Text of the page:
println() method which is a memebr of PrintStream class can take both char array as well as String object as a parameter. So whether you use char array (in this case copyTo) or String object the output is same. The only difference is the type of parameter passed to the println method.
Joined: Jan 15, 2007
What was in my mind was what made anybody without straightly using copyTo in the println(), create a String object.This was from the Sun java Tutorials.
Now work out what that Java Tutorial method would print if you didn't create the new String! Try it with System.out.println(new String(copyTo)); and System.out.println(copyTo); The idea of that example is to show you how the arraycopy method works, so they miss out the bit about new String!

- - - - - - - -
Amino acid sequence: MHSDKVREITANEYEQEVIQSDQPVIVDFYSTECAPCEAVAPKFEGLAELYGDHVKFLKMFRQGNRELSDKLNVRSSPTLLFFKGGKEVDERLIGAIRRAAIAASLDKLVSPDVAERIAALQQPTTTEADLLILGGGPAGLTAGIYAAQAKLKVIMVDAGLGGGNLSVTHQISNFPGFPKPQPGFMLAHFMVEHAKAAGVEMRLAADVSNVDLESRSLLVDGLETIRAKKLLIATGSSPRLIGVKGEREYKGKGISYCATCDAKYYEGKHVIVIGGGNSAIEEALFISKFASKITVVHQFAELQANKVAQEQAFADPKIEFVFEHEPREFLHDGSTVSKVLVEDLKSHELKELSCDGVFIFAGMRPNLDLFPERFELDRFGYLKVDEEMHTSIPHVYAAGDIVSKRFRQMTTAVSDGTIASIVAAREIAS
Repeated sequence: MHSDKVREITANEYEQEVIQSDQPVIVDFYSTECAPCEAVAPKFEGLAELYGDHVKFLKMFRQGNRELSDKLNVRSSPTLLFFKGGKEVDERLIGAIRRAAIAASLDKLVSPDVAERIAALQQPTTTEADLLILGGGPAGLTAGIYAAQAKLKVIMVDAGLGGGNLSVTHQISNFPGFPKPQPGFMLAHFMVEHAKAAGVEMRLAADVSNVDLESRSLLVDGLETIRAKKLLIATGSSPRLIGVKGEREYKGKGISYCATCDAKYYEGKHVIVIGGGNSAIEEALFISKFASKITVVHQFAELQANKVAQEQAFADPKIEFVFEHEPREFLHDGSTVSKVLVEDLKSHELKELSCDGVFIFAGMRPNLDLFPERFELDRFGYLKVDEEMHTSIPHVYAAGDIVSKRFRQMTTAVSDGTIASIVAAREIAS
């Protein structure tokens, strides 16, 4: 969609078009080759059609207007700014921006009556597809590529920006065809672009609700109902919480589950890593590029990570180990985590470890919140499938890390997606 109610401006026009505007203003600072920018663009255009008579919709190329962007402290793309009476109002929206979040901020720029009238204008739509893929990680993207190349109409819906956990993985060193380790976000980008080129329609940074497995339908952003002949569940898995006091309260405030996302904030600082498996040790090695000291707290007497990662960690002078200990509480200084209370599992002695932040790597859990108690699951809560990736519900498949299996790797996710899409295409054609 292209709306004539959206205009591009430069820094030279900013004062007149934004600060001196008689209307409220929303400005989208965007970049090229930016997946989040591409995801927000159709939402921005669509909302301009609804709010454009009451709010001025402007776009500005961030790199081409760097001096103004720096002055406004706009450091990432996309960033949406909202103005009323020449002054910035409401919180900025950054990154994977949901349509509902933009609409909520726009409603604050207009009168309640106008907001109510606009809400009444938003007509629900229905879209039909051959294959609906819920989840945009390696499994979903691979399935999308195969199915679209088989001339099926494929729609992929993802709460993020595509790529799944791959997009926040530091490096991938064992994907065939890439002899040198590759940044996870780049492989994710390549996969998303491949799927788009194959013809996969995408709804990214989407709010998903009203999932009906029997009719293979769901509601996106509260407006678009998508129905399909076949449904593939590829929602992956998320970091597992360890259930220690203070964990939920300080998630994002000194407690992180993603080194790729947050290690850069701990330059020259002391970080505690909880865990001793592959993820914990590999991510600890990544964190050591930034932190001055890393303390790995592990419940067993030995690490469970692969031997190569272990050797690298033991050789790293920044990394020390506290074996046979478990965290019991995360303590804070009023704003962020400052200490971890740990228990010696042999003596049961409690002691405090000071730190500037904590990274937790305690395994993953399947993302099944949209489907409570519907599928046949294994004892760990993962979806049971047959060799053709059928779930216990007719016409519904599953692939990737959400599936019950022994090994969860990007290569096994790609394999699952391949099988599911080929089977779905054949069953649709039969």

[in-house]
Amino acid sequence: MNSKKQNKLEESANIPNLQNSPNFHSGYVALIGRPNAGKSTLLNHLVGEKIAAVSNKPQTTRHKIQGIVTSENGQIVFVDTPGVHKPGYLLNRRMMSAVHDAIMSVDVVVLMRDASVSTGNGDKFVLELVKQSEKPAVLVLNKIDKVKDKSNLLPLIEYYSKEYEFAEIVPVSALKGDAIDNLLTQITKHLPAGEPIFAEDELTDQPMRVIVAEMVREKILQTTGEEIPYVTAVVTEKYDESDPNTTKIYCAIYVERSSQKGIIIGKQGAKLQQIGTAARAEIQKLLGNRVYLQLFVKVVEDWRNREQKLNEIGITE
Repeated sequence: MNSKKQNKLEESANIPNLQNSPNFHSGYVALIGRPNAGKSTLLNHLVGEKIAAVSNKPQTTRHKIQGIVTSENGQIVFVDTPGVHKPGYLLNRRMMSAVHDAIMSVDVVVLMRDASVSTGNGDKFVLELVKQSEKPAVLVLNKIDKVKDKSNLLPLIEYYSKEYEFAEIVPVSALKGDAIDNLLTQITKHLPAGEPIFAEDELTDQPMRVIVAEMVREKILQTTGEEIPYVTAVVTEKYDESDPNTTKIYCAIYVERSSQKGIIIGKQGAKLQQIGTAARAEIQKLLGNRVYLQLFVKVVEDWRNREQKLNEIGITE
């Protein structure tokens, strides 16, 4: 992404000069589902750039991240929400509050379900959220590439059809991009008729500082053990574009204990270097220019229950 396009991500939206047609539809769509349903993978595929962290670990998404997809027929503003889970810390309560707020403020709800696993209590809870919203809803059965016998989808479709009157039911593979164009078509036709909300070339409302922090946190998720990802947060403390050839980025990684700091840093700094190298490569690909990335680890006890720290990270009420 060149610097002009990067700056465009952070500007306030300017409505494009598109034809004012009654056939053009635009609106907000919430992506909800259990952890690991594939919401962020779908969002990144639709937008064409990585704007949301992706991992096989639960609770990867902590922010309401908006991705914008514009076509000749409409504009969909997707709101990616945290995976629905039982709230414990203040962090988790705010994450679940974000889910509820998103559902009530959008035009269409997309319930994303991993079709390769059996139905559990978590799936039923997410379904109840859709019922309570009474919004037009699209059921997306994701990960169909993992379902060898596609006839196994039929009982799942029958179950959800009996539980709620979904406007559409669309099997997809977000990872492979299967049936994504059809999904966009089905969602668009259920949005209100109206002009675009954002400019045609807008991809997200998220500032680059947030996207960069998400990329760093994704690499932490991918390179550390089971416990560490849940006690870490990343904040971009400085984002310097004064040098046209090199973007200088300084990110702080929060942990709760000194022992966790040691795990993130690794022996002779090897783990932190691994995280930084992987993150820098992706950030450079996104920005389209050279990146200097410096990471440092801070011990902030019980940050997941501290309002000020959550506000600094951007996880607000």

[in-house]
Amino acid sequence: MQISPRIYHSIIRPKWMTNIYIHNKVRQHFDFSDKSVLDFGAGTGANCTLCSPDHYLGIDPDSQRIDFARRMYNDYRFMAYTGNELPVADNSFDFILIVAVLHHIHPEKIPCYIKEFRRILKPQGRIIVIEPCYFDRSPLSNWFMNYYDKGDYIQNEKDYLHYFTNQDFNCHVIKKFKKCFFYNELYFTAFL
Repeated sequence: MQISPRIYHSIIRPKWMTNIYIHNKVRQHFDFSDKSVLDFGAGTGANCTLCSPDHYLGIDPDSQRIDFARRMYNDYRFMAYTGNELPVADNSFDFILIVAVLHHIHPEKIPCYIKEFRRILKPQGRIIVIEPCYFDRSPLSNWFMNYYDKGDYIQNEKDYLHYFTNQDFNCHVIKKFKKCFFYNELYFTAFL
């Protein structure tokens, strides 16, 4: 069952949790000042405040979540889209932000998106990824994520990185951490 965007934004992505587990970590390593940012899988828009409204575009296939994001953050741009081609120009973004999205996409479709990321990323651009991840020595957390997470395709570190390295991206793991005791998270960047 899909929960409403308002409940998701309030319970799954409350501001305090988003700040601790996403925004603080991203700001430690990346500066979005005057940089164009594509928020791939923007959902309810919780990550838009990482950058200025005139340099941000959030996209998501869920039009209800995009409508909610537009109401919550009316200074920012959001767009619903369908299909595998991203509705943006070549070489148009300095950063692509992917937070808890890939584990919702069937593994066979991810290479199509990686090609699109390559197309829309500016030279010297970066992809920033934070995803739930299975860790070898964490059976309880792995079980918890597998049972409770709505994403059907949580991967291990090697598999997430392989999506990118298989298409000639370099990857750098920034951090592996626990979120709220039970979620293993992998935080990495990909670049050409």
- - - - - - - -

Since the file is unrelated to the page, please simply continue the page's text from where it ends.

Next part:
Joined: Oct 13, 2005
If one of my links doesn't work, copy and paste this:
Actually, it would print the same thing. There's an overloaded version of println() that accepts a char argument and prints the characters as if they were a String.
The reason the code makes a copy of some -- not all! -- of the characters is because it is demonstrating how the System.arraycopy() method is used.
The reason that the programmer creates the new String is harder to imagine. The overloaded println(char) has been present since the very first JDK release. Perhaps the coder was simply new to Java? Nobody's perfect, even Sun Micro employees.